Discusses the contributions that both structural and poststructural social theory have made, and continues to make, to marketing and consumer research.
An anthropologist, folklorist, and literary critic besides being a marketing professor, Alf H. Walle takes a refreshingly interdisciplinary look at the impact of modern social thought upon marketing and social research. Tracing key ideas back to their intellectual roots, Walle shows how the evolution of social theory, and the controversies it has engendered, can and should transform the way marketers approach consumers. He provides a theoretic underpinning for qualitative consumer research and presents a lucid theoretical and methodological overview for qualitative methods in marketing, research that parallels what others, such as Shelby Hunt, have provided for scientific methods in marketing. His book is a provocative, thoughtful, and probing study of qualitative social theory and its important contributions to marketing and consumer research. It is of value to both practitioners and academics. Arguing that the social structural methods have been largely ignored, Walle rehabilitates this general method and compares it to poststructural alternatives.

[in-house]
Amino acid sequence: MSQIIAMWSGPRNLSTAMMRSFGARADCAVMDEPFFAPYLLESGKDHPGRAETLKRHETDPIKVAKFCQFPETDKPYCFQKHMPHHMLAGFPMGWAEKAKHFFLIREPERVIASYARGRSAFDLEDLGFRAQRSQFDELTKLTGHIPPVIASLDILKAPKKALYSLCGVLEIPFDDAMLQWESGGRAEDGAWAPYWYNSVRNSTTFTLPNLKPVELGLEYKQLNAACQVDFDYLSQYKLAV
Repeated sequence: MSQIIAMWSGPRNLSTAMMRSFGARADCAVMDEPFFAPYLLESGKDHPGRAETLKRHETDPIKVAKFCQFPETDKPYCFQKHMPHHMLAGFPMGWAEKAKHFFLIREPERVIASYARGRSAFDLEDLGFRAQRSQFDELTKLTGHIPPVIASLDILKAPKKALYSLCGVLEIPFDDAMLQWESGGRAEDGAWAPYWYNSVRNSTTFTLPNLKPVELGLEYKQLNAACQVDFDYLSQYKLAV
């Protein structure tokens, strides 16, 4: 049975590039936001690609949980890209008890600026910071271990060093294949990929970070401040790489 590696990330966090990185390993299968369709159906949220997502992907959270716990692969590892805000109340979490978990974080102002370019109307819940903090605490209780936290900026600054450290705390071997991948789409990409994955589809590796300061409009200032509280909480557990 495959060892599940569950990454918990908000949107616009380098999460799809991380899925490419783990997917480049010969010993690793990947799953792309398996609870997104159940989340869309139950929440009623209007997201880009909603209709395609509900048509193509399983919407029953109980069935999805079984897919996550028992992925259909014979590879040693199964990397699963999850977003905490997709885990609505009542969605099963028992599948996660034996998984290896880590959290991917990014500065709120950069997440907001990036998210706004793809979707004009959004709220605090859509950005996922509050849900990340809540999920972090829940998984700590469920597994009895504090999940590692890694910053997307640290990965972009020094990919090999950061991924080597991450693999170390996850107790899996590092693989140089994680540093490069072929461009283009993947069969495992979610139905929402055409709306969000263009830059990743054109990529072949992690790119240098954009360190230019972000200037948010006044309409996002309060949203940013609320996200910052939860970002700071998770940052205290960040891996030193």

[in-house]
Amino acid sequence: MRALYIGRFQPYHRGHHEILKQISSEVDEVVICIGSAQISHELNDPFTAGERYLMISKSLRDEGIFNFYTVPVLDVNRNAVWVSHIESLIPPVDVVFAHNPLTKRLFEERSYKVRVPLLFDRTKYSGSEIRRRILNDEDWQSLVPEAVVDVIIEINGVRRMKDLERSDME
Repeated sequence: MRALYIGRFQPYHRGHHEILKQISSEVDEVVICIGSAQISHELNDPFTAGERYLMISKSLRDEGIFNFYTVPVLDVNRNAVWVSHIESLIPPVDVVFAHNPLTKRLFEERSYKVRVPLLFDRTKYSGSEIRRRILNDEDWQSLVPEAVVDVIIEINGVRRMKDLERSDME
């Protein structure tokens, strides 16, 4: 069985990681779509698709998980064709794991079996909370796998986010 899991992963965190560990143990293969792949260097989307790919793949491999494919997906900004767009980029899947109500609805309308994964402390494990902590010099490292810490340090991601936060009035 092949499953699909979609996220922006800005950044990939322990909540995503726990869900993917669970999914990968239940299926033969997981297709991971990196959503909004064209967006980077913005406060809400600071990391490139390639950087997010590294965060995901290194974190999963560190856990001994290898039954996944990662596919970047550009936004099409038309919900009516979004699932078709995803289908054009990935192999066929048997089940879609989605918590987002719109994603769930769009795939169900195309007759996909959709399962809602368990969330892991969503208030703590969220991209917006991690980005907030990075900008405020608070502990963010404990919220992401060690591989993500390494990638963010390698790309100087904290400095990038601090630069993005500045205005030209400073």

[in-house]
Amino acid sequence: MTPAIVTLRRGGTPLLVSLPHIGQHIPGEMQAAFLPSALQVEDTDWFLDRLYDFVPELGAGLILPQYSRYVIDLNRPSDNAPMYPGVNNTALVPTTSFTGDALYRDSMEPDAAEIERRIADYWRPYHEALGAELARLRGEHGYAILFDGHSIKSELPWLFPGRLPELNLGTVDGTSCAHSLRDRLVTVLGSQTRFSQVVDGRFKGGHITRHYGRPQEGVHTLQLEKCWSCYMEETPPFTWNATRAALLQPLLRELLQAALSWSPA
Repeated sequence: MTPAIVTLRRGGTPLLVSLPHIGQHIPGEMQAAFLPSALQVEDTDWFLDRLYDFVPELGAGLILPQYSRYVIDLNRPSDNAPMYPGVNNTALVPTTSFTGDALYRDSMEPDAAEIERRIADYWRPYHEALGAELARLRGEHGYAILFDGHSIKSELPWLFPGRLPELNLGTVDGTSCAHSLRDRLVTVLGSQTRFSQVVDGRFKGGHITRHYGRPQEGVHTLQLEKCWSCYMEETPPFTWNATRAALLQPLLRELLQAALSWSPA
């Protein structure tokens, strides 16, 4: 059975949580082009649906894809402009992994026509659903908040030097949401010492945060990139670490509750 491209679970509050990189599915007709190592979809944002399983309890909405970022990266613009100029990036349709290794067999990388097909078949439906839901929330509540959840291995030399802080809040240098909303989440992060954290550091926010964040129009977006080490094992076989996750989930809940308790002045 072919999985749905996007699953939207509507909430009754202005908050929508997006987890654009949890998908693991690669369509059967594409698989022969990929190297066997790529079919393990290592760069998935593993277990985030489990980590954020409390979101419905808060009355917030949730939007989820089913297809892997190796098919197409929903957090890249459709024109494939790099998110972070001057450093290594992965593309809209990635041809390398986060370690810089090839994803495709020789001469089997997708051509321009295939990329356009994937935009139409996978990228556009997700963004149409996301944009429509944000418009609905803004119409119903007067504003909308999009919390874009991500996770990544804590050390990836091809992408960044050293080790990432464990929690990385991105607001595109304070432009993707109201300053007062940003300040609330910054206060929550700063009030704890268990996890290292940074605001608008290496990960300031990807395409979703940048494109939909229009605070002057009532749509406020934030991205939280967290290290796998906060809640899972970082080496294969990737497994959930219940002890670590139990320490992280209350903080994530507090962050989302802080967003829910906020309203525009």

Walle shows that to understand the evolution of modern social theory, one must come to grips with the work of three towering pioneers: Immanuel Kant, Friedrich Hegel, and Karl Marx, and that researchers must understand and appreciate the contributions and influence of pioneers in order to avoid the myopic vision of our own time. Praising Hegel's metaphor of cultures as living organisms and his forging of the concept we now call National Character, Walle points to Hegel as the pioneering social structuralist and as the man who, as a negative example, inspired the poststructuralists to action. Walle ends with a well reasoned analysis of poststructural thought in marketing-consumer research, and suggests that conflict theory--an alternative to poststructural methods that evolved from social structural roots--is often more appropriate than poststructural analysis in marketing and consumer research. Relating both conflict theory and poststructural analysis to the actual needs of marketing consumer researchers, Exotic Visions in Marketing Theory and Practice provides unique, practical insights for those who teach market research as well as practitioners who pursue it for a living.